A multicenter. open-label study of the safety of intravenous sodium valproate in 318 hospitalized patients with epilepsy is reported from the NYU Hospital for Joint Diseases; MINCEP Epilepsy Care and Minnesota Epilepsy Group, MN; University of Texas, Houston; Medical College of Virginia, Richmond; Bowman-Gray School of Medicine, Winston-Salem, NC; and University of Miami, FL. Mean age was 34 years (range, 2-87 years). Valproate aqueous solution (500mg/5 ml), one-fourth daily dose (median dose 375 mg or 5.1 mg/kg), diluted with 50 ml normal saline or 5% dextrose/water, infused over 1 hour, repeated 6 hourly for up to 2 days. Transient severe side effects in 54 (17%) included headache, reaction at injection site, nausea, vomiting, somnolence (2% each), dizziness, and abnormal taste (1% each). Six left the study prematurely due to valproate intolerance: pain at IV site, amylase elevations, headache, nausea and vomiting. Abnormal serum chemistries following treatment in 7 generally returned to normal. [1]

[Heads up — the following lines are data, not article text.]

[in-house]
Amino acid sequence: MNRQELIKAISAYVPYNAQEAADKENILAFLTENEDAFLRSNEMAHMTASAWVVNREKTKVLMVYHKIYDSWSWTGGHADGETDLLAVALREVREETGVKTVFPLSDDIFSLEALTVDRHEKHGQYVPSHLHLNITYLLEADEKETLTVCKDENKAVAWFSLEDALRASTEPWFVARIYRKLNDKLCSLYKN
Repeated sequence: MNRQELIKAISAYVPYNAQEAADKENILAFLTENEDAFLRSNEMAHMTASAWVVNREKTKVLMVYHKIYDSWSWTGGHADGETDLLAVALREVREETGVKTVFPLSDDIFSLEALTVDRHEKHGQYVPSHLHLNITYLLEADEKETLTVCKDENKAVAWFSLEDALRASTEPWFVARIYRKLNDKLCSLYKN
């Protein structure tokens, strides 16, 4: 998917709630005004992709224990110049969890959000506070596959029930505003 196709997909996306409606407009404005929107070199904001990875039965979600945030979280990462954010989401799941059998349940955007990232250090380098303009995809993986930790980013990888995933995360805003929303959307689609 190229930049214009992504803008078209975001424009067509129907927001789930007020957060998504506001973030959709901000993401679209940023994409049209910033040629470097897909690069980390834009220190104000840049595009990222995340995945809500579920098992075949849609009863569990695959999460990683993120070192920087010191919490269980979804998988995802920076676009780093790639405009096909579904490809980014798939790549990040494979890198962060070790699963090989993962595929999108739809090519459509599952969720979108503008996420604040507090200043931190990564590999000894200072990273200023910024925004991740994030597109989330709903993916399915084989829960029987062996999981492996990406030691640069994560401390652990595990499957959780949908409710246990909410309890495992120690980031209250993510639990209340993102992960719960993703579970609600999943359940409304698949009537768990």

COMMENT. This study demonstrates the relative safety of IV valproate, which is not yet available for general use in the US. Previous studies in Europe, where the IV preparation is available, have demonstrated efficacy in neonatal seizures, and in neurosurgical adult patients with status epilepticus resistant to diazepam. The authors recommend further trials to determine optimal dose, efficacy, and safety.